I tell my band students that if they keep playing their instruments in college, I would bet that during the course of their four years of playing in the wind ensemble or band that they will re-visit one of those eight staples of the wind ensemble literature. The same goes with the string students and the Beethoven symphonies.

Rethinking the First Nine Weeks of School

I know what you’re thinking: “How does this writer think this can be done in my school?”

I really don’t know if it can be done by all students. But I believe it is worth a try. Try downloading just the first movement of Beethoven’s Symphony No. 1 score and parts. Give the band classes the wind parts of that piece instead of the Vaughan Williams. See if you can get enough students to volunteer to come after school once or twice that week to try playing though that much. If it works, download the Symphony No. 2 and try it with that. Hold off the wind repertoire until next year.

If it DOESN’T work, then put it aside to try next year and go back to work on the marching band repertoire or the winter concert program.

school concert

Photo Courtesy of Michael Meehan

Oh yeah! The Winter Concert! How can I justify putting off working on the winter concert program for the first nine weeks of school? Well, in my 40+ years of teaching experience, I find that the groups don’t even get serious about the December 20th concert until November 15th anyway. This can make the first nine weeks of school so much more productive and meaningful in the long run. The pressure of putting together the winter concert program is great motivation for the students (and teacher!) to work hard for those six weeks prior to the concert. Six weeks means (30 minutes x 5 days x 6 weeks = 900 minutes =) 15 hours of rehearsal for a 30-45 minute program. That seems reasonable.

Instilling a Lifelong Love of Music

Every morning when I’m driving to work I usually listen to some kind of music. On the radio sometimes it’s classical, sometimes it’s jazz, sometimes it’s rock ‘n’ roll. How great it is that we can just turned on the radio or put on a CD or turn on our iPod and listen to any kind of music that we like—that we love.

And then I realize how lucky I am and all of us other music teachers are who have the opportunity to teach children how great MUSIC is and HOW to sing and play music. And the best part is hearing back from those students who cared about what they learned and cared about letting us know!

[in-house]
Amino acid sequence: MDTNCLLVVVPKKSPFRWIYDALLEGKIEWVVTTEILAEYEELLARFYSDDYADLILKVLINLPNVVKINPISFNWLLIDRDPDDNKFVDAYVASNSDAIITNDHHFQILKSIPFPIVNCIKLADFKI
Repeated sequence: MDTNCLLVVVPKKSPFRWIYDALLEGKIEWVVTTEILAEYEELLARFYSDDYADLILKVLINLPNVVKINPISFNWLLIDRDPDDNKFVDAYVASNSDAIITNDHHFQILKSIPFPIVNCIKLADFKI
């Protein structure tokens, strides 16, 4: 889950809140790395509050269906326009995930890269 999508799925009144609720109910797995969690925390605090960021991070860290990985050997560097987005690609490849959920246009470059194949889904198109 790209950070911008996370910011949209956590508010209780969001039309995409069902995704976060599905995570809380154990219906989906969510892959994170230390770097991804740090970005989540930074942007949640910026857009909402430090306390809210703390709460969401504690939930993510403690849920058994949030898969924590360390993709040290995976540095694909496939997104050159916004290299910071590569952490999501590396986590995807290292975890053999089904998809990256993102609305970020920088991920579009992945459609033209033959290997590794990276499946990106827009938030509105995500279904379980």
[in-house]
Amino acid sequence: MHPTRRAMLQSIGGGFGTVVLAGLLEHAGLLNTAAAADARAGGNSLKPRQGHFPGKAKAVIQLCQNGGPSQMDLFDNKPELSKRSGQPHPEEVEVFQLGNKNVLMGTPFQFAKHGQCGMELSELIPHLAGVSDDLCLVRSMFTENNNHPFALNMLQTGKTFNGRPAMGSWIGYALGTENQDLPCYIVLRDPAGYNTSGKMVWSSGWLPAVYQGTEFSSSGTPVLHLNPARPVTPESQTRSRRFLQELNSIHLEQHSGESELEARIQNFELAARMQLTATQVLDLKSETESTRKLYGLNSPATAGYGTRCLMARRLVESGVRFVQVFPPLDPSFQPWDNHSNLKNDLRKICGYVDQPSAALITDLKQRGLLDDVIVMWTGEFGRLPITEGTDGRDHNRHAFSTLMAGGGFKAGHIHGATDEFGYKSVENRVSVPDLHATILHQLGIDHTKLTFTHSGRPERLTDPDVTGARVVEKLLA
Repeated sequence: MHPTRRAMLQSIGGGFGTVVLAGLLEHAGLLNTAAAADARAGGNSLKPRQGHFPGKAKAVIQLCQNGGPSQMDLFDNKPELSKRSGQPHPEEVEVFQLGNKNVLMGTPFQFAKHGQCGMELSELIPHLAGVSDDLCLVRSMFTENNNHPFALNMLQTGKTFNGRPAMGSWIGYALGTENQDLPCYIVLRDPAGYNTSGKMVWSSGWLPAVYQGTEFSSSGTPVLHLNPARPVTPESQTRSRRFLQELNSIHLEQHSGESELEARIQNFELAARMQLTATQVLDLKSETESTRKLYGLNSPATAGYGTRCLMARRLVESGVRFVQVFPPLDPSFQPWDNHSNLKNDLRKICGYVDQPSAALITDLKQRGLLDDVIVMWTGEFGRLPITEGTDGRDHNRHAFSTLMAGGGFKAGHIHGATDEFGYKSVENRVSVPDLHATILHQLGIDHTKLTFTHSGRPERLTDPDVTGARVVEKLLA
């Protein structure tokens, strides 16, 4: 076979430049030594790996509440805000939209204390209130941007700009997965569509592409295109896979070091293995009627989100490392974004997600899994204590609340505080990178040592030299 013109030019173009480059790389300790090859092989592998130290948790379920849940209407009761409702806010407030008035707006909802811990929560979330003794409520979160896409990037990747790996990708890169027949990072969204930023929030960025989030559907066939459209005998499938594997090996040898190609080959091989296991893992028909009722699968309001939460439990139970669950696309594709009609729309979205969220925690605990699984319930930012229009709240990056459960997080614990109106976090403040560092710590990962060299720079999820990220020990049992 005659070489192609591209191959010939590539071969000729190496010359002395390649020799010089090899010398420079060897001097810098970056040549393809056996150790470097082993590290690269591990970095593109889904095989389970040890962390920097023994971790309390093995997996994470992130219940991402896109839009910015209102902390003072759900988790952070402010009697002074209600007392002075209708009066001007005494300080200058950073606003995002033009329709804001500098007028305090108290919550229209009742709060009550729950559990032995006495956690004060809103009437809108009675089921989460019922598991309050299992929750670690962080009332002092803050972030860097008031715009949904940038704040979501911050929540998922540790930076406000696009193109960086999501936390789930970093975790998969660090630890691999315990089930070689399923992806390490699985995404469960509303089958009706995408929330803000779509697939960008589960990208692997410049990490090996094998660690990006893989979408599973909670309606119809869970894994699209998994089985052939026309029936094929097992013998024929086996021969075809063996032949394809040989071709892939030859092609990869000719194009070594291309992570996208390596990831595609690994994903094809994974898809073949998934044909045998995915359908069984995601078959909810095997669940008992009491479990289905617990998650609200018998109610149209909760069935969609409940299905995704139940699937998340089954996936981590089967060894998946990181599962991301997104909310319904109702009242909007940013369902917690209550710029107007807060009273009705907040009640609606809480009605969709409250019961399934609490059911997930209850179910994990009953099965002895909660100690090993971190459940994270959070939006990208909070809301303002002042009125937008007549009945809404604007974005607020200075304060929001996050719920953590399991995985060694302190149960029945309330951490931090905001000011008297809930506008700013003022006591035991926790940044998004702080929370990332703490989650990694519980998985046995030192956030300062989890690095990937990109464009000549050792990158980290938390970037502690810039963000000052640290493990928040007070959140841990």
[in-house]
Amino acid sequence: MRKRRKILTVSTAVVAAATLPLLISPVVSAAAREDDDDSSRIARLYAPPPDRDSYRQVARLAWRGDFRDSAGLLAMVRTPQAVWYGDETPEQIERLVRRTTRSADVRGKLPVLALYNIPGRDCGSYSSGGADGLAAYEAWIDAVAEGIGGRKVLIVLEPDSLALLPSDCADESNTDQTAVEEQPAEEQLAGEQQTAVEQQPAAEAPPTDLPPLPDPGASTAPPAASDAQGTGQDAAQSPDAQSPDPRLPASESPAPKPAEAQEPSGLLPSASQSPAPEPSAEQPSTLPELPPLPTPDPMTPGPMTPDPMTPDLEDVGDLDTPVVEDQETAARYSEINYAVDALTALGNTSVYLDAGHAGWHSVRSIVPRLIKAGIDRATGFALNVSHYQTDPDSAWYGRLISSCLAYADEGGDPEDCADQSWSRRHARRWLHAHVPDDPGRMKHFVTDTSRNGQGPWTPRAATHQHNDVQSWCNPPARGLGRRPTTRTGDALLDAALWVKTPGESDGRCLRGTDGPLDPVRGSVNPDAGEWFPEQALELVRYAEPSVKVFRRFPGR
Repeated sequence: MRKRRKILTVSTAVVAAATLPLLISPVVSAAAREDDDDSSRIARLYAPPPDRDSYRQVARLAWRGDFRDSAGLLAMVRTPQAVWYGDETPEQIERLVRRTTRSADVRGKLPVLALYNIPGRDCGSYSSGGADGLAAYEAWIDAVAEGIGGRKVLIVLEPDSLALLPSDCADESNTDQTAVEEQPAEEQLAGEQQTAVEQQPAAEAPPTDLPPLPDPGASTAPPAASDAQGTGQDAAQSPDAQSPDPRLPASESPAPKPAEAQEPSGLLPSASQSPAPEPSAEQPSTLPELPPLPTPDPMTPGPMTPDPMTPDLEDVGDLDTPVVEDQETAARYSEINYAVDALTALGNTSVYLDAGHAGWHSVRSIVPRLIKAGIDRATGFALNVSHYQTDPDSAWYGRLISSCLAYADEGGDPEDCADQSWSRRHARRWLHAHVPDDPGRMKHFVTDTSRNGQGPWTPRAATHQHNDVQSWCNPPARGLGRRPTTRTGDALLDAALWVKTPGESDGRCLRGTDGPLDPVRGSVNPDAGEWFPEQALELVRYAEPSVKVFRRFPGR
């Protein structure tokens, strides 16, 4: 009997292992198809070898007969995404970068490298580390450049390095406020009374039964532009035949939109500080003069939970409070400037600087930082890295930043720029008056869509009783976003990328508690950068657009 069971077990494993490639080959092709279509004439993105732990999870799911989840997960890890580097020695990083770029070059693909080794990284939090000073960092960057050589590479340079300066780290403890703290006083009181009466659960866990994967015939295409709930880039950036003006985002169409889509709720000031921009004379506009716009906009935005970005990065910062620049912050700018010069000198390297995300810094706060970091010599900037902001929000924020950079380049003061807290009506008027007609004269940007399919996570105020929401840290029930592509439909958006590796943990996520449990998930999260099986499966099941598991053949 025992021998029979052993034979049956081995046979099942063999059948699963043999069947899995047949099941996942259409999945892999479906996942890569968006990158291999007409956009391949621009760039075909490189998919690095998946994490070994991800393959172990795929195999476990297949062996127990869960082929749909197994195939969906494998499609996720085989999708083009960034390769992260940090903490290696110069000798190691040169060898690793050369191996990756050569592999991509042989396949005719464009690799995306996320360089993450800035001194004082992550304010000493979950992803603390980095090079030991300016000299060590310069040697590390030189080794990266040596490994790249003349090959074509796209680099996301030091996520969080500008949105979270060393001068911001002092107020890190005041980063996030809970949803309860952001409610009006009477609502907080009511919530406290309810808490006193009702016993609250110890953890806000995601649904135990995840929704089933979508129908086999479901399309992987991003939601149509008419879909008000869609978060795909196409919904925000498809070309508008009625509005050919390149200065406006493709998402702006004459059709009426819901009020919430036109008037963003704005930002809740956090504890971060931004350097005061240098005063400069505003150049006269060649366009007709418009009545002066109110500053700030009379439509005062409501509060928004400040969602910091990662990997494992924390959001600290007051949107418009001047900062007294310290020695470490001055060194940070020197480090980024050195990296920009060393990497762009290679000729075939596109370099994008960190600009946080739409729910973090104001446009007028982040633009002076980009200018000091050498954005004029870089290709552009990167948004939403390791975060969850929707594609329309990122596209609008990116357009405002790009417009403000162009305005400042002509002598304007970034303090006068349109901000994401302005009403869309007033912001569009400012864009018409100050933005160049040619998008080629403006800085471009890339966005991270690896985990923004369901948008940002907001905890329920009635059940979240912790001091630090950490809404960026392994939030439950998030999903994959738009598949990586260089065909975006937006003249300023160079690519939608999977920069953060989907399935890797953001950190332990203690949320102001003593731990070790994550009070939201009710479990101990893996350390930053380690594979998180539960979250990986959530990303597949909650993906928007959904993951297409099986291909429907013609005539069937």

Testimony from student Emily Cohen, Tri-M® chapter 2605 at Great Neck North High School, class of 2019

Every year, the halls of Great Neck North High are filled with the sounds of Beethoven’s Symphonies coming from room 218. High schoolers work hard to learn their parts and study the rhythms for these nine beautiful symphonies. Since freshman year, the seniors have studied each symphony four times and with their help, the current freshman will do the same. Most high school orchestras never have the ability to play an entire Beethoven Symphony, let alone all nine, but the North High Orchestra is different. For Mr. Rutkowski, it’s all about instilling the love of music in students, and Beethoven is just the way to do it. Never does he question if we will be prepared for the Winter Concert, or whether or not our time is worth being spent on these pieces. Learning Beethoven will always be worth every second, and that is truly evident as the students grow older. As freshmen become sophomores, and eventually seniors, Beethoven begins to hold a very special place in their hearts.

winter concert

Photo courtesy of Joseph Rutkowski

For myself, coming to class and after school orchestra to play Beethoven is always something for which I try to find time. As I replay each of them, every year, fond memories of my freshman year and school concerts come to mind. I think of my older cousins, who all helped spark my love for orchestra, and the friends I’ve played these pieces with for four years. Now, as a senior, I’ve begun to understand that helping underclassman and encouraging them to play is what keeps this music alive and, as Mr. Rutkowski says, “Beethoven in the room.” I will forever remember the slow introduction of the fourth symphony or my favorite cello part in the third. Mr. Rutkowski knows this, and lives for the day that we call him in a few years and tell him about the Beethoven Symphony that we just heard in a store or on the radio. Every year we look forward to those monumental first few months of school, eager to revisit Beethoven and allow the history and melodies to fill room 218.

About the author:

Joseph Rutkowski, Clarinetist

NAfME member Joseph Rutkowski has taught band and orchestra classes at the John L. Miller-Great Neck North High School on Long Island since 1991 and was the orchestra director at Stuyvesant High School in NYC for the eight years prior. He continues to perform as a concert clarinetist in orchestras and chamber ensembles, as well as a jazz pianist with his sons and former students. Joseph is a two-time Presidential Scholar Teacher, a Distinguished Teacher of the Harvard Club of Long Island, the 2015 Long Island Music Hall of Fame Educator of Note, and a three-time GRAMMY Music Educator AwardTM Quarterfinalist.

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Published Date

December 21, 2016

Category

  • Ensembles
  • Repertoire

Copyright

December 21, 2016. © National Association for Music Education (NAfME.org)